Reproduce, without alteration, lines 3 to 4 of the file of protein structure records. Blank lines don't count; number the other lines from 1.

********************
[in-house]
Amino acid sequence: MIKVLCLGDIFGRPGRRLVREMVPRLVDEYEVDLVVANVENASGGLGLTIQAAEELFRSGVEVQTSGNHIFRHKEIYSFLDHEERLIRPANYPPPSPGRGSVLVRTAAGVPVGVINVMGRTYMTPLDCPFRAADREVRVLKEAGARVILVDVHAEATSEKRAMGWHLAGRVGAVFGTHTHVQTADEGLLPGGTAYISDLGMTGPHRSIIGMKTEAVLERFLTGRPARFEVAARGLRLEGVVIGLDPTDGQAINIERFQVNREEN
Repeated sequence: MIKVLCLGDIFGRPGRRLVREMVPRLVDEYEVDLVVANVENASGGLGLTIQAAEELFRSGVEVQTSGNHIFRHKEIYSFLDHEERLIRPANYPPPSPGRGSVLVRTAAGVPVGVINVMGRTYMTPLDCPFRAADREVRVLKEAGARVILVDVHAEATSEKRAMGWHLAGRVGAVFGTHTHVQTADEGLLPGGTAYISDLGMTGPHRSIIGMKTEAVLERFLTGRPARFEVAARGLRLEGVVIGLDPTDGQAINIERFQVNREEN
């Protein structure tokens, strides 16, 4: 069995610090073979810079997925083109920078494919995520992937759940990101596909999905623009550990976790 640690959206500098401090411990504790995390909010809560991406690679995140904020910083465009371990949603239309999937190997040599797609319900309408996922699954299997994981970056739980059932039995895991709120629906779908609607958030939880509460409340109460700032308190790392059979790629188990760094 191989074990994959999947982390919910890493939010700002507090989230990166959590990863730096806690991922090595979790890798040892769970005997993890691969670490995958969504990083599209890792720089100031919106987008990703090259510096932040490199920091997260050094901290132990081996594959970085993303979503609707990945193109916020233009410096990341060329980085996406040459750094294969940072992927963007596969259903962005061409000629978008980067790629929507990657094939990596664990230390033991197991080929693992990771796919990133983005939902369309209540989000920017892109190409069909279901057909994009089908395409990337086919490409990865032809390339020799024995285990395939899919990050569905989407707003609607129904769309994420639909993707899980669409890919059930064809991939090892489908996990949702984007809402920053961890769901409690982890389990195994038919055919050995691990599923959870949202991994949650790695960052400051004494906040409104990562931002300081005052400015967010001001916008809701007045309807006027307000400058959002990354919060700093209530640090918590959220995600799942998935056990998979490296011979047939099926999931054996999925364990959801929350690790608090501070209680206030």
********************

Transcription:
Repeated sequence: MIKVLCLGDIFGRPGRRLVREMVPRLVDEYEVDLVVANVENASGGLGLTIQAAEELFRSGVEVQTSGNHIFRHKEIYSFLDHEERLIRPANYPPPSPGRGSVLVRTAAGVPVGVINVMGRTYMTPLDCPFRAADREVRVLKEAGARVILVDVHAEATSEKRAMGWHLAGRVGAVFGTHTHVQTADEGLLPGGTAYISDLGMTGPHRSIIGMKTEAVLERFLTGRPARFEVAARGLRLEGVVIGLDPTDGQAINIERFQVNREEN
């Protein structure tokens, strides 16, 4: 069995610090073979810079997925083109920078494919995520992937759940990101596909999905623009550990976790 640690959206500098401090411990504790995390909010809560991406690679995140904020910083465009371990949603239309999937190997040599797609319900309408996922699954299997994981970056739980059932039995895991709120629906779908609607958030939880509460409340109460700032308190790392059979790629188990760094 191989074990994959999947982390919910890493939010700002507090989230990166959590990863730096806690991922090595979790890798040892769970005997993890691969670490995958969504990083599209890792720089100031919106987008990703090259510096932040490199920091997260050094901290132990081996594959970085993303979503609707990945193109916020233009410096990341060329980085996406040459750094294969940072992927963007596969259903962005061409000629978008980067790629929507990657094939990596664990230390033991197991080929693992990771796919990133983005939902369309209540989000920017892109190409069909279901057909994009089908395409990337086919490409990865032809390339020799024995285990395939899919990050569905989407707003609607129904769309994420639909993707899980669409890919059930064809991939090892489908996990949702984007809402920053961890769901409690982890389990195994038919055919050995691990599923959870949202991994949650790695960052400051004494906040409104990562931002300081005052400015967010001001916008809701007045309807006027307000400058959002990354919060700093209530640090918590959220995600799942998935056990998979490296011979047939099926999931054996999925364990959801929350690790608090501070209680206030």